Eleven Human Rights Defenders are waiting for court verdicts to be announced this Friday, July 3, in Istanbul. It’s a well-known case, known usually as the Buyukada Case. The defenders face jail terms in Turkey of up to 15 years each.
They were arrested three years ago and spent months in prison before being released, and are facing terrorism-related charges. One of the Human Rights Defenders on trial is Özlem Dalkıran.
“What must happen on Friday is aquittal for all of us,” she said. “There is absolutely no evidence that would remotely suggest that any of us have any association with any illegal armed groups or ‘terrorism’. But since day one the pro-government media and government authorities rushed to target and smear us as spies and coup-plotters.”
The prosecutor has requested acquittal for five of the 11, and convictions for the remaining six. This does’t mean that the judge will follow this recommendation, and all are still at risk.
The ongoing trial has weighed heavily on the defendants. “On one hand, you want it to be over,” said Dalkıran. “You want to be able to make plans for the future. The wait, the limbo wears you out. On the other hand, you want it to continue as it is, with the unfounded hope that the political atmosphere may turn for the better.”
Many Human Rights Defenders know the pressures of being putting on trial for their work, and how it affects people around the defender. “Since the beginning I was worried more for my family than myself,” she said. “As an activist, I am aware of the risks of working for human rights, of speaking out. Voicing dissent is dangerous in Turkey. We all know that and we are ready to face the consequences. My family also knew that but I think they never really thought that it would actually happen. They try to stand strong but I know they are very worried. So that makes me worried.”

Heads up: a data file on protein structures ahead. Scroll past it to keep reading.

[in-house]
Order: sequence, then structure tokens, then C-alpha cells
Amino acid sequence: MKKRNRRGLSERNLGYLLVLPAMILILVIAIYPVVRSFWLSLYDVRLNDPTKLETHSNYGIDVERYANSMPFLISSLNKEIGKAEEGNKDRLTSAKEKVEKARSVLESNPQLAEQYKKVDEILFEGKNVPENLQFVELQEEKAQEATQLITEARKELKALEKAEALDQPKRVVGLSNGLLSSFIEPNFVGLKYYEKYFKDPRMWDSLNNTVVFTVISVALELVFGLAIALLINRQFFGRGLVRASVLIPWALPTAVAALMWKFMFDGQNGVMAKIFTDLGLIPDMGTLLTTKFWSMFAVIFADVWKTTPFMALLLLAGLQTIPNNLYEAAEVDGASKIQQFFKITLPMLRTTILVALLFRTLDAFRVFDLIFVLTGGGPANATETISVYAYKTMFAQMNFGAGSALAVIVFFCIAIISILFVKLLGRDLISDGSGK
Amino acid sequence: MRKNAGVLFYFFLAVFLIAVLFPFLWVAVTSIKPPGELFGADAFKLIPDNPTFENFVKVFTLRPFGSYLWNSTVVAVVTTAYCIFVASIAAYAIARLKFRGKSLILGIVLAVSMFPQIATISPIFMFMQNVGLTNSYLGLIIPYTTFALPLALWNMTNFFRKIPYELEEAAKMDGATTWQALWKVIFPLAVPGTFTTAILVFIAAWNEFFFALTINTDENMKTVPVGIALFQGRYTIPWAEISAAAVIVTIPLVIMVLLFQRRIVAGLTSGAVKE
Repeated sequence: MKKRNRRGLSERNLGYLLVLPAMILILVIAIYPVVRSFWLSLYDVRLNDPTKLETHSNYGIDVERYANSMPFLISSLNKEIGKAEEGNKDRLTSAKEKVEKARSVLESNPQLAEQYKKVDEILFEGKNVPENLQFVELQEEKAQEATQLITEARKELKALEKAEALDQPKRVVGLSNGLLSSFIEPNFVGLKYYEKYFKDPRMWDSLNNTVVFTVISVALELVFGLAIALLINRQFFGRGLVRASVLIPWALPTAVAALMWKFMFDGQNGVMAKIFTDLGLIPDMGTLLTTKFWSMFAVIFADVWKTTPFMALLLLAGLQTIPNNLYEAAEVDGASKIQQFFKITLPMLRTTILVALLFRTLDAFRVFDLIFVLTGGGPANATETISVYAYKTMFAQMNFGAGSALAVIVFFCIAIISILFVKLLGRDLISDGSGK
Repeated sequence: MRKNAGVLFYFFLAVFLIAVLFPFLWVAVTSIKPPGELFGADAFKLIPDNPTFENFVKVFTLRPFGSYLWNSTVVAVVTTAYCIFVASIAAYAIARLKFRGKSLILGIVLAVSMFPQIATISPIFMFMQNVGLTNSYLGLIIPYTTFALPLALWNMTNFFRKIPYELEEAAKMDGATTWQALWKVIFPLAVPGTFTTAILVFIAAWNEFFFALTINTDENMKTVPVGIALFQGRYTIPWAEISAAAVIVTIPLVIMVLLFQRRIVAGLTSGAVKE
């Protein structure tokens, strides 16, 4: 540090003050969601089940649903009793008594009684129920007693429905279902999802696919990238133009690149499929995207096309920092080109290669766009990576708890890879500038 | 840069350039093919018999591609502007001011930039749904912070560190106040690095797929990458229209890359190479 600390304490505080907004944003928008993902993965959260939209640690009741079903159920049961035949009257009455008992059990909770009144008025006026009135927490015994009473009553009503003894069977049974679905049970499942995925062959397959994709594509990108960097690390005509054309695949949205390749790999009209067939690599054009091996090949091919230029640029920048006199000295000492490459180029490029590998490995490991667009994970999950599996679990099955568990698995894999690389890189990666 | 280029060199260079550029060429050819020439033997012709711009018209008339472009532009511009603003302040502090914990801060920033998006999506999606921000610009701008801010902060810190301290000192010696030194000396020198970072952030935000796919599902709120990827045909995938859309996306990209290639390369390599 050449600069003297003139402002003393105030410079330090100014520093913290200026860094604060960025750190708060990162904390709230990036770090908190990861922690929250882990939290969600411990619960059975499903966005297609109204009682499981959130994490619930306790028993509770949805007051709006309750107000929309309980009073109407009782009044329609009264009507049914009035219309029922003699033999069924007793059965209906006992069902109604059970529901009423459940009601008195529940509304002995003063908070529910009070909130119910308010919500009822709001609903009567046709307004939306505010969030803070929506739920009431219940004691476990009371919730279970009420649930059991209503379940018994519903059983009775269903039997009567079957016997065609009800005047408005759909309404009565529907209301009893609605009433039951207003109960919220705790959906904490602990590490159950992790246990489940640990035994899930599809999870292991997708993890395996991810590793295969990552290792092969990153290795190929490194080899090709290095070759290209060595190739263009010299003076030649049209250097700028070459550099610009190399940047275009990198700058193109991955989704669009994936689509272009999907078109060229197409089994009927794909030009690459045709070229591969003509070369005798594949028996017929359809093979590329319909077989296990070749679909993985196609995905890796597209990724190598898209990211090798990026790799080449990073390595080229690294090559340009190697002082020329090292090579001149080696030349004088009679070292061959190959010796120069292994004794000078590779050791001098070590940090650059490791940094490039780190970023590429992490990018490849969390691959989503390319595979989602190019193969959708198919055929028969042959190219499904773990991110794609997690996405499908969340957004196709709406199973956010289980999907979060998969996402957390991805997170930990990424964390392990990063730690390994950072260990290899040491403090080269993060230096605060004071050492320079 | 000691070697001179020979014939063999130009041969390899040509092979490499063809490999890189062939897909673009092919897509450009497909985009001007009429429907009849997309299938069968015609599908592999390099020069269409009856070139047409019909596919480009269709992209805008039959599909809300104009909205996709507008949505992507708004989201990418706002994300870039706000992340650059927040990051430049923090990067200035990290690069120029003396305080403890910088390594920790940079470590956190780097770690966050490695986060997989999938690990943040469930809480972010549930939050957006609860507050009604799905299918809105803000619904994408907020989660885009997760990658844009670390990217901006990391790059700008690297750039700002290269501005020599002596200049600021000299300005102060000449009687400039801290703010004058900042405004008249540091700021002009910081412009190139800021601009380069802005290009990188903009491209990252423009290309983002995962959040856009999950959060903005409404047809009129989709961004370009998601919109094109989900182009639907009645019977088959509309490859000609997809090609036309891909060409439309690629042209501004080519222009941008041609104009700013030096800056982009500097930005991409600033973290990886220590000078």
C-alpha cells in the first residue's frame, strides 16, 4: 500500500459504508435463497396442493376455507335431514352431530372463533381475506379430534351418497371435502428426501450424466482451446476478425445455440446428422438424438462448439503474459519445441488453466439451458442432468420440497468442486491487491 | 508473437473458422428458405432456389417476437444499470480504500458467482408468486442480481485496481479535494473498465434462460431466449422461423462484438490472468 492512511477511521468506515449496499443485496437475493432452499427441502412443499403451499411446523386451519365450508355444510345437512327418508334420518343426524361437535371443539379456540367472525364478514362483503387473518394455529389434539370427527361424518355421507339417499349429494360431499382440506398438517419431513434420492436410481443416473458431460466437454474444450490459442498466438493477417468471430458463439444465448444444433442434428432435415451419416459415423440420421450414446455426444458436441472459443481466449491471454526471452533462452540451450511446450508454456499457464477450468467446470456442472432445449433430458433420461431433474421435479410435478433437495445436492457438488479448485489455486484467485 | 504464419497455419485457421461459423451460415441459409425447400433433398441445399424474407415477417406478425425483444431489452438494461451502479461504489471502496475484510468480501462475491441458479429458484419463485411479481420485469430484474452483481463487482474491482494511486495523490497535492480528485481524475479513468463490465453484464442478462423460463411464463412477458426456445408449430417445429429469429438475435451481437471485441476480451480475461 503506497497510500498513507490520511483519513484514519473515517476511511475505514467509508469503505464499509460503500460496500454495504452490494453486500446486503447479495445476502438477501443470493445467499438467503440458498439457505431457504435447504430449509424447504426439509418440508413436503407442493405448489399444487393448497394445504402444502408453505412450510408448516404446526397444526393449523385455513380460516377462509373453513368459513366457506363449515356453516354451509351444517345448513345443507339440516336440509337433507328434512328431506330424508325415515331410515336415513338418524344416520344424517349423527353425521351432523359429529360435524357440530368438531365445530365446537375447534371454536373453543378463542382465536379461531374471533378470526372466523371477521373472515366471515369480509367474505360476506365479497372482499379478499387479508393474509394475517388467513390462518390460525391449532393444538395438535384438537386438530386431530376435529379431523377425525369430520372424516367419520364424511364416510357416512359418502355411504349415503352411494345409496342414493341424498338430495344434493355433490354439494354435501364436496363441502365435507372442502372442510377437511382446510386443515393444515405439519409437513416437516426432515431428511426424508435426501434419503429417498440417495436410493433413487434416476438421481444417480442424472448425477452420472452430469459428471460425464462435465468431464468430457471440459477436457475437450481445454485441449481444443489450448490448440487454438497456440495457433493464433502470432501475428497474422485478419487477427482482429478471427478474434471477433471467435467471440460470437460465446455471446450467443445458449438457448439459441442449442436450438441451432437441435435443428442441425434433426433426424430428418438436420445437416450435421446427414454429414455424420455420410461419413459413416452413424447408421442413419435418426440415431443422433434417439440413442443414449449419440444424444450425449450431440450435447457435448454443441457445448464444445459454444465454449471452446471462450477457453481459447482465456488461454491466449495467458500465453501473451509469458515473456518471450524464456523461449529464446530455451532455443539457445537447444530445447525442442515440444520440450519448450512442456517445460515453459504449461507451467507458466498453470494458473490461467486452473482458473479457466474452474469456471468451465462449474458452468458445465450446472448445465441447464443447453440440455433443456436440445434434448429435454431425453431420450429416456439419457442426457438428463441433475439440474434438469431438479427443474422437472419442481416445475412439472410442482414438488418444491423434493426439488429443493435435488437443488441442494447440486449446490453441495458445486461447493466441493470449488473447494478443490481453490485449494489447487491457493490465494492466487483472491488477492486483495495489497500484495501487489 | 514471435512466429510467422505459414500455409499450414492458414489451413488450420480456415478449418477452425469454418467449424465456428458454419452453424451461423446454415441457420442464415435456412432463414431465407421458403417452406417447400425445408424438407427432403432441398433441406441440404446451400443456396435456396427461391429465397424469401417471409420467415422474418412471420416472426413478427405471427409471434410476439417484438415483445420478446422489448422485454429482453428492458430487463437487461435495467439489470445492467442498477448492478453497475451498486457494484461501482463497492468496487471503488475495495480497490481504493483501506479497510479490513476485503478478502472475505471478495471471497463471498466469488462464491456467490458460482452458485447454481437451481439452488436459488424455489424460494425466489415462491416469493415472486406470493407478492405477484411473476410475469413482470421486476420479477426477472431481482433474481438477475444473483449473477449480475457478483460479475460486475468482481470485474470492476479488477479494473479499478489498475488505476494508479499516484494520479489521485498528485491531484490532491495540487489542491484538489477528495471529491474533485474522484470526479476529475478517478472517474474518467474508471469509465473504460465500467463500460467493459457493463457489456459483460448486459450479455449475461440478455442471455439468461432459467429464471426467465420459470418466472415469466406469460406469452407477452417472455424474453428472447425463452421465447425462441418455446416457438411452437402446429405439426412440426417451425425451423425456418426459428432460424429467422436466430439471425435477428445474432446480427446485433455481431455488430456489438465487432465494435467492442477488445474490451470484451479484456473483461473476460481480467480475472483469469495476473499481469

The case has attracted worldwide attention, with literally millions of people calling for justice for the 11. “In our case, the joint statement from the UN special rapporteurs during the early days of our arrest had a great impact,” she said. “Having monitors from embassies, an EU delegation, MPs, NGOs in the courtroom can also be very effective. I think it forces the judges to ‘behave,’ but with a country like Turkey, we never know what really works.”
It’s unclear exactly what will happen on Friday, and how many people the judge will allow into the courtroom because of COVID-19, so it’s possible there will be no live tweeting and the defendants will have to wait to hear from their lawyers. Dalkıran says she will be at home, waiting for news. "I expect the court to last until the afternoon. So I guess I will know the verdict before 5pm. Even if the verdict isn’t an acquittal for us all, we will still hold our heads high, knowing we are right and they are wrong.”